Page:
Trump at a recent rally in Pensacola bloviating about 401ks. Most of his base don't have one..
A question that comes to mind after a recent Dotard spiel about 401(k)s is whether he really knows his base, his indefatigable deplorables who appear prepared to suffer any insult on behalf of their little dolt messiah. For reference, a recent New Republic article ('It's the Culture, Stupid!', November, p. 14) provided this insight on his prime supporter:
"In last year's election, according to an analysis by political scientist Tim Wood, 61 percent of the poorest whites - those in the bottom third of income distribution - voted for Trump."
Sixty one percent of the poorest whites. That is, a demographic that likely would no more have a 401 (k) than they'd be able to afford an immediate annuity. But it seems Trump, aka Donnie Dotard, has no clue about their financial capacities, or he doesn't care. (After all, he did offer the disclaimer remark after being elected "You all knew I was a snake and you still put me in office!" Well, not everyone, asshole .)
As observed in a recent Bloomberg report: Trump has been trying out a new "campaign" slogan: “How’s your 401(k) doing?” The answer for more than half of Americans is that they don’t have one. Having one means you are earning enough in a salary to salt money away in such a plan, i.e. you have disposable income. The problem is that most people in the bottom third of income don't have such disposable income. These are exactly the poor white Trumpies.
Alicia Munnell, director of the Center for Retirement Research at Boston College, commented in response:
"I’m not sure he understands that only a fraction of the population has 401(k)s, or he just may not realize that he’s speaking to the privileged few.”
Personally, I suspect he knows he's speaking to the privileged few and his supporters are either too dumb or brainwashed to give a shit.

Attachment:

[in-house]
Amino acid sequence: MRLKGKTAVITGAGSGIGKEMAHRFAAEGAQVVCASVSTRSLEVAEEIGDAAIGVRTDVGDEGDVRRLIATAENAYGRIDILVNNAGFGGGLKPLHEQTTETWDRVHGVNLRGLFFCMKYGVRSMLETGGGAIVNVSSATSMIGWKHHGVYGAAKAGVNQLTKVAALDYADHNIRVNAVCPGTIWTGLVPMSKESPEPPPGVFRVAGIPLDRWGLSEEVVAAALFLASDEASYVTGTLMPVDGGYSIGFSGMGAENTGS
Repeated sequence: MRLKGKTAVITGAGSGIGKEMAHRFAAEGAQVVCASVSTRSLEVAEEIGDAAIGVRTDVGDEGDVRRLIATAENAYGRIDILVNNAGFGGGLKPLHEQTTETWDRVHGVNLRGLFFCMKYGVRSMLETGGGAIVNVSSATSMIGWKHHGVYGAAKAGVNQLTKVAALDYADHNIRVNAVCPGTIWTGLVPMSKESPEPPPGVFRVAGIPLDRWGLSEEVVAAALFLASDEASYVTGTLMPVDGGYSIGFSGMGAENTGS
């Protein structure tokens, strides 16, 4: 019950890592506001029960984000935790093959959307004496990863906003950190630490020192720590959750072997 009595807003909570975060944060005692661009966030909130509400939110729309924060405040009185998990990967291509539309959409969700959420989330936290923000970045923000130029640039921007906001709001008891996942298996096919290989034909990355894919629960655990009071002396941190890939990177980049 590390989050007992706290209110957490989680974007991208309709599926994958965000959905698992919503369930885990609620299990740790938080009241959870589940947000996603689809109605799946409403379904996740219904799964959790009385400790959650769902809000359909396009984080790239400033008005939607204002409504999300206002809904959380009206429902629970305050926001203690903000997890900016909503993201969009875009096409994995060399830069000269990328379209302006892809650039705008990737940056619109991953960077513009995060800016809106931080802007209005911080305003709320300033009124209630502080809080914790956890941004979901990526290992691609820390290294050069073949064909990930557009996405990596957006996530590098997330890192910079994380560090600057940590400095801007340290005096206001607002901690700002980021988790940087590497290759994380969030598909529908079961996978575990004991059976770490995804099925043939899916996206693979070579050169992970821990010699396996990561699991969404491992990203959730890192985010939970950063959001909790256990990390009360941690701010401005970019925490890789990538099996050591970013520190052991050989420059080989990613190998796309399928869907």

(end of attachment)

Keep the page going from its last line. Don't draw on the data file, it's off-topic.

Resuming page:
The fact is only a third of workers contribute anything to their retirement accounts, according to a Census study released this year. Among workers in the bottom half of the income scale, less than 25 percent participate in a retirement program, according to the GAO.. With wages largely stagnant for most Americans in recent years, saving for retirement has been crowded out by other expenses. Student debt and auto loans are at record levels, according to Federal Reserve data released in February, and overall consumer debt is rising at the fastest pace in three years.
According to Douglas Holtz-Eakin, president of the American Action Forum, and former chief economist to the Council of Economic Advisers under George W. Bush:
“You can give people all the tax-deferred accounts you want, but if they don’t have enough money it’s not going to work,”
Despite that, Dotard has repeatedly tested out the line at a fundraiser, a campaign rally and in a White House meeting, predicting that the rising U.S. stock market will help him win re-election. But for his supporters to make that same error again, and I do believe when their healthcare is pared back from his tax cuts they will see it's an error, they'd need to have 401(k)s and be getting benefits from them. They don't and aren't.
The truth? Only about 45 percent of private-sector workers participate in any employer-sponsored retirement plan, and the lower-income workers in Trump’s political base are the least likely to hold money in such an account, according to the Government Accountability Office. Again, this isn't startling given their wages - assuming they have any - are likely so low they can barely afford their rents and utilities, far less groceries. So there's nothing left at the end of any given week to put into a retirement fund.
Donnie Dotard - in another disconnect - also mentions the stock market almost daily in tweets or public remarks. He intends to take direct credit for record highs by the Dow Jones Industrial Average and other indexes. He seems not to appreciate that had Obama not pushed for a $797 b stimulus package back in 2009 - passed by Dems - we'd likely still be in a great Depression. All the financial indices and data that followed the great market meltdown in 2008 showed that without a stimulus - after the credit freeze - the recession would have morphed into depression. By now we'd likely still be in it, with 30 million or more unemployed.
Trump in his elitist, privileged mind, seems not to grasp that only about 14 percent of U.S. families directly own stocks, an asset class dominated by the country’s top earners, according to the Federal Reserve. (This direct ownership definition directly contradicts Jill Schlesinger's claim on CBS nine days ago that 45 percent directly own stocks. But she was including those who have mutual funds in their 401ks, which is not direct ownership.)